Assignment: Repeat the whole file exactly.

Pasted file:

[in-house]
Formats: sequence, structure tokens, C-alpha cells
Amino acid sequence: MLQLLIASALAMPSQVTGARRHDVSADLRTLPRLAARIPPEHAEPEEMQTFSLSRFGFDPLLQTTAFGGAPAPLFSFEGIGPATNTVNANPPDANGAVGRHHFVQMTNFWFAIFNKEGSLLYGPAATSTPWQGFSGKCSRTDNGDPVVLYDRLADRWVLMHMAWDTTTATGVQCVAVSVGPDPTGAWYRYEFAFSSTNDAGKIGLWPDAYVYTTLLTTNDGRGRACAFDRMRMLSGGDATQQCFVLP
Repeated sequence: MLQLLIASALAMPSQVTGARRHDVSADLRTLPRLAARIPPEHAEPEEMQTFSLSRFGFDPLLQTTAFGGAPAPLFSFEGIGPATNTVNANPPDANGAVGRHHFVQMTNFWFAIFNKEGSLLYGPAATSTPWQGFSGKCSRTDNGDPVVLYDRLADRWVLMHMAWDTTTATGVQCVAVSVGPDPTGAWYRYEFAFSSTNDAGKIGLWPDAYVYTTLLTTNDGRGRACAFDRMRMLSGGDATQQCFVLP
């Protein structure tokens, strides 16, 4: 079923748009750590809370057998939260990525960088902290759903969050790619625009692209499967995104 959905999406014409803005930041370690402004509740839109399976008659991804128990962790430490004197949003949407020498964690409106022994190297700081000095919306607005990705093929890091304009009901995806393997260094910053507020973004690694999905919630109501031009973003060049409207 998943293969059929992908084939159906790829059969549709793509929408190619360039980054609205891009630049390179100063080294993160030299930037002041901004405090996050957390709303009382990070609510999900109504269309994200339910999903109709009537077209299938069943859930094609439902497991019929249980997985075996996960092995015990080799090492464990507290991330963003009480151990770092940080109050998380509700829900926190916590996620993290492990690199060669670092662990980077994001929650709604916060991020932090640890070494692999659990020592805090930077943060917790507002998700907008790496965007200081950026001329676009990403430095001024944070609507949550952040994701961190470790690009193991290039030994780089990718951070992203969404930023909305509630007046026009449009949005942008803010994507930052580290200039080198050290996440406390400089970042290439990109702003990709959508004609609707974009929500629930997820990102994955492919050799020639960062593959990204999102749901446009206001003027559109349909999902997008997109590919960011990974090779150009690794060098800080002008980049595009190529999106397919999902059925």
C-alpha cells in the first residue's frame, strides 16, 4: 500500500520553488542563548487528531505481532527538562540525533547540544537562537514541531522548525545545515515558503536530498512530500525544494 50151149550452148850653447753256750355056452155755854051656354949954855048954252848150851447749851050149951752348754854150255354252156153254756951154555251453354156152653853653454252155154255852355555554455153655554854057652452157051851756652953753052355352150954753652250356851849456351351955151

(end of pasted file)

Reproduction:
[in-house]
Formats: sequence, structure tokens, C-alpha cells
Amino acid sequence: MLQLLIASALAMPSQVTGARRHDVSADLRTLPRLAARIPPEHAEPEEMQTFSLSRFGFDPLLQTTAFGGAPAPLFSFEGIGPATNTVNANPPDANGAVGRHHFVQMTNFWFAIFNKEGSLLYGPAATSTPWQGFSGKCSRTDNGDPVVLYDRLADRWVLMHMAWDTTTATGVQCVAVSVGPDPTGAWYRYEFAFSSTNDAGKIGLWPDAYVYTTLLTTNDGRGRACAFDRMRMLSGGDATQQCFVLP
Repeated sequence: MLQLLIASALAMPSQVTGARRHDVSADLRTLPRLAARIPPEHAEPEEMQTFSLSRFGFDPLLQTTAFGGAPAPLFSFEGIGPATNTVNANPPDANGAVGRHHFVQMTNFWFAIFNKEGSLLYGPAATSTPWQGFSGKCSRTDNGDPVVLYDRLADRWVLMHMAWDTTTATGVQCVAVSVGPDPTGAWYRYEFAFSSTNDAGKIGLWPDAYVYTTLLTTNDGRGRACAFDRMRMLSGGDATQQCFVLP
């Protein structure tokens, strides 16, 4: 079923748009750590809370057998939260990525960088902290759903969050790619625009692209499967995104 959905999406014409803005930041370690402004509740839109399976008659991804128990962790430490004197949003949407020498964690409106022994190297700081000095919306607005990705093929890091304009009901995806393997260094910053507020973004690694999905919630109501031009973003060049409207 998943293969059929992908084939159906790829059969549709793509929408190619360039980054609205891009630049390179100063080294993160030299930037002041901004405090996050957390709303009382990070609510999900109504269309994200339910999903109709009537077209299938069943859930094609439902497991019929249980997985075996996960092995015990080799090492464990507290991330963003009480151990770092940080109050998380509700829900926190916590996620993290492990690199060669670092662990980077994001929650709604916060991020932090640890070494692999659990020592805090930077943060917790507002998700907008790496965007200081950026001329676009990403430095001024944070609507949550952040994701961190470790690009193991290039030994780089990718951070992203969404930023909305509630007046026009449009949005942008803010994507930052580290200039080198050290996440406390400089970042290439990109702003990709959508004609609707974009929500629930997820990102994955492919050799020639960062593959990204999102749901446009206001003027559109349909999902997008997109590919960011990974090779150009690794060098800080002008980049595009190529999106397919999902059925």
C-alpha cells in the first residue's frame, strides 16, 4: 500500500520553488542563548487528531505481532527538562540525533547540544537562537514541531522548525545545515515558503536530498512530500525544494 50151149550452148850653447753256750355056452155755854051656354949954855048954252848150851447749851050149951752348754854150255354252156153254756951154555251453354156152653853653454252155154255852355555554455153655554854057652452157051851756652953753052355352150954753652250356851849456351351955151